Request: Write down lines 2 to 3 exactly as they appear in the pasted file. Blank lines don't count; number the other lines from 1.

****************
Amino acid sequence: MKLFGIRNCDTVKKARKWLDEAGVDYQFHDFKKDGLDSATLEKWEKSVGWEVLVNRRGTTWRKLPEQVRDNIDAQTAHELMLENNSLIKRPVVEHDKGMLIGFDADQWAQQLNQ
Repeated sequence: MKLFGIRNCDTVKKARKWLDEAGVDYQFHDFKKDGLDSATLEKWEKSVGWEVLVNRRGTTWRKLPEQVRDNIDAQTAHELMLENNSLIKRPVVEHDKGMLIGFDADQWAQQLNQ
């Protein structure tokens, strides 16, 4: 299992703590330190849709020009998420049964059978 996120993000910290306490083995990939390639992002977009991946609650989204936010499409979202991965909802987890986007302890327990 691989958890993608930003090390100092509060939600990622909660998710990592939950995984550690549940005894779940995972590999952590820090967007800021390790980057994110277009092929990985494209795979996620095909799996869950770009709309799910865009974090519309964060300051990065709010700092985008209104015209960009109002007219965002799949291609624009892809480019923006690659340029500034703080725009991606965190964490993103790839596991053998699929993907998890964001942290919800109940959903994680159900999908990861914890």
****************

Repeated sequence: MKLFGIRNCDTVKKARKWLDEAGVDYQFHDFKKDGLDSATLEKWEKSVGWEVLVNRRGTTWRKLPEQVRDNIDAQTAHELMLENNSLIKRPVVEHDKGMLIGFDADQWAQQLNQ
């Protein structure tokens, strides 16, 4: 299992703590330190849709020009998420049964059978 996120993000910290306490083995990939390639992002977009991946609650989204936010499409979202991965909802987890986007302890327990 691989958890993608930003090390100092509060939600990622909660998710990592939950995984550690549940005894779940995972590999952590820090967007800021390790980057994110277009092929990985494209795979996620095909799996869950770009709309799910865009974090519309964060300051990065709010700092985008209104015209960009109002007219965002799949291609624009892809480019923006690659340029500034703080725009991606965190964490993103790839596991053998699929993907998890964001942290919800109940959903994680159900999908990861914890």